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Liveaboard Diving in Socorro

Reachable only by liveaboard, diving in Socorro is synonymous with pelagic action. Expect to see manta rays, whales, whale sharks and hammerheads.

Socorro Island liveaboards

Socorro and the other islands that are part of the Revillagigedos archipelago are situated 250 miles (400km) from Cabo San Lucas, Mexico. There are no hotels on the islands, and it takes around 24 hours to reach the archipelago from the the Mexican coast. Diving the Socorro Islands is therefore only possible from a liveaboard. Most of the liveaboard cruises last between 7 and 10 nights. The Solmar V has been diving the waters of Mexico since 1992 and counts a number of repeat customers. The Nautilus Explorer and the Nautilus Belle Amie are both modern, purpose built scuba diving vessels which are sure to delight divers looking for a great overall experience. The cabins of the Nautilus Belle Amie are particularly stunning.

9 liveaboards in Socorro Island

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USD 2,999Per trip
7 Reviews
USD 2,400Per trip
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USD 2,690Per trip
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Diving in Socorro Islands

Quick facts

Socorro, well known for its giant oceanic manta rays, is actually a destination for all lovers of big marine life. On a good trip, you could tick off an amazing amount of rare encounters from your bucket list such as dolphins, whale sharks, hammerheads, silkies, silvertip sharks, oceanic whitetip sharks, tiger sharks and humpback whales. Don’t expect to see colorful coral reefs while diving in the Socorro Islands though. Scuba diving there is overwhelmingly animal-centric. Underwater landscapes are volcanic in nature with visible geothermal activity. There are chimney-like lava tubes and intricate rock formations scattered around the islands. The only real color you’ll encounter will be from some hard corals, so keep your eyes in the blue, that’s where the action is. The underwater conditions can be challenging with occasional surge and current, therefore it is recommended that only experienced divers travel to the Socorro Islands.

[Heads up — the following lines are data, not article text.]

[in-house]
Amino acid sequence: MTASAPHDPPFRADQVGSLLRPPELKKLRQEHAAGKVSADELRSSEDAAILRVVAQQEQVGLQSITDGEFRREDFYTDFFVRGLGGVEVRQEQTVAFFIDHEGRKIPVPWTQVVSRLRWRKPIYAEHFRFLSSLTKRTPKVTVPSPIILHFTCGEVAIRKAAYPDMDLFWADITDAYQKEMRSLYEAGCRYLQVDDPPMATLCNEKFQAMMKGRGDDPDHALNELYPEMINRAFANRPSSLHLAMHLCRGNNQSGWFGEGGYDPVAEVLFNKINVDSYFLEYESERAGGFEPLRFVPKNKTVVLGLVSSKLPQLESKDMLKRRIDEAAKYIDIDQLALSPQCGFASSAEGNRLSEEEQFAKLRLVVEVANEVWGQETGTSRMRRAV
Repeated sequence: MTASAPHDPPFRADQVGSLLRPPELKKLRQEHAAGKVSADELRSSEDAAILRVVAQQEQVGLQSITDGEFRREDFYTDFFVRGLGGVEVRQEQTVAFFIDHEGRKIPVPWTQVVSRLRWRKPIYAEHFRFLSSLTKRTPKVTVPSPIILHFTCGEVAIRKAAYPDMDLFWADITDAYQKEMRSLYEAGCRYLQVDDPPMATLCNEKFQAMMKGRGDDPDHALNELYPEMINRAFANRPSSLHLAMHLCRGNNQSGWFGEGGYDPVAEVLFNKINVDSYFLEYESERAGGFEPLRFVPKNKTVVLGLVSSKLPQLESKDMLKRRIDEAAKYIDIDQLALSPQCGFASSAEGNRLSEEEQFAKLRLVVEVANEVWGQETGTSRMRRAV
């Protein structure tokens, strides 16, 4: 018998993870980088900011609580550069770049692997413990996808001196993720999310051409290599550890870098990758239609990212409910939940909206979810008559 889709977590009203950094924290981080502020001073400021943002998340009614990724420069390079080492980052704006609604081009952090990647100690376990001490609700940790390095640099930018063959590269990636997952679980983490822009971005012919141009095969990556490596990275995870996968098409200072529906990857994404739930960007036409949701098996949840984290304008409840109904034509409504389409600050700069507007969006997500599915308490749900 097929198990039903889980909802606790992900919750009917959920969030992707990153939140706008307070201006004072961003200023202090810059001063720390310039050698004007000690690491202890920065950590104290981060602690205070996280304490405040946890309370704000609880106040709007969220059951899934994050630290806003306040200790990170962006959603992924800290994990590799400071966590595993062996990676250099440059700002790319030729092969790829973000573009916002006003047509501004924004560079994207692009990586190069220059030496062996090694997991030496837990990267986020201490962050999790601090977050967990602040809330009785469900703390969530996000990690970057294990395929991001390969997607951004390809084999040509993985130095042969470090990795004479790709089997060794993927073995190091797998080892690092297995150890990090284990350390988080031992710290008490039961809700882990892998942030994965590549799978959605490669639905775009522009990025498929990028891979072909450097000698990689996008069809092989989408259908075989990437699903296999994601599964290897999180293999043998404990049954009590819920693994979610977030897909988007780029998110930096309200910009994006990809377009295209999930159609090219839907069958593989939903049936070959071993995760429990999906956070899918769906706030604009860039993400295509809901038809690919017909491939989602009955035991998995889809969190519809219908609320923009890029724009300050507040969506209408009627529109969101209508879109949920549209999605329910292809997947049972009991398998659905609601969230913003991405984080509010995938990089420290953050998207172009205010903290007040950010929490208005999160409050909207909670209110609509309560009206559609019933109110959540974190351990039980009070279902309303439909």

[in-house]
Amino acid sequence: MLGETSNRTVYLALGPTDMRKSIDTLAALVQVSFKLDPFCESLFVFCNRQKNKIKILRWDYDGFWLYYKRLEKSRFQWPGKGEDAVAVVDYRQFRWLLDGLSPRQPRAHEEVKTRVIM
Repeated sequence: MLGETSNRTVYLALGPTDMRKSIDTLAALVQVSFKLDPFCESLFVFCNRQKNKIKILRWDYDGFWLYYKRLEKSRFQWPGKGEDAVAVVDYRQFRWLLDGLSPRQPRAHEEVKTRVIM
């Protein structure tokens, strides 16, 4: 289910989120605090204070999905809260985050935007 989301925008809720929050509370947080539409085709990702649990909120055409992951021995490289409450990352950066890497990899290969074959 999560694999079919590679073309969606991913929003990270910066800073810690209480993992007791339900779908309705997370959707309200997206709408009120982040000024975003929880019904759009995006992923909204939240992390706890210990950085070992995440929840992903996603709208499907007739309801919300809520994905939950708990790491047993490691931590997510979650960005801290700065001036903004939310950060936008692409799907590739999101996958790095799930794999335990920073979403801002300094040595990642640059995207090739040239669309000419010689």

November to May

The best time to dive in Socorro is from November to May. Within these months, several important events occur. From late January to early April, humpback whales migrate through the area. From November to early January and then again during April and May, manta rays and sharks are prevalent. This is due largely to water temperatures. The late winter and spring months have the coldest average temperatures of 70 to 73°F (21 to 23°C). At other times, the water is approximately 73 to 79°F (23 to 26°C). Because of the remote nature of the Socorro Islands, visibility is on average quite good at about 100 feet (30m). However, during November and December, rain, tide, currents and wind can cause a drop in visibility to approximately 60 feet (18m) at a few dive sites. Finally, surface conditions around the Socorro Islands, which lie in the open ocean, are highly variable. Dive site moorings are often protected, but the journey to the islands or between dive sites may (at times) negatively affect divers prone to seasickness.

View our full scuba guide

How to Get to the Socorro Islands

The departure port for Socorro liveaboards is Cabo San Lucas. Most of the dive safari crews will pick you up at the airport and take you directly to the boat. The most popular airport to fly into is San Jose Cabo International Airport located approximately half an hour drive from Cabo San Lucas.

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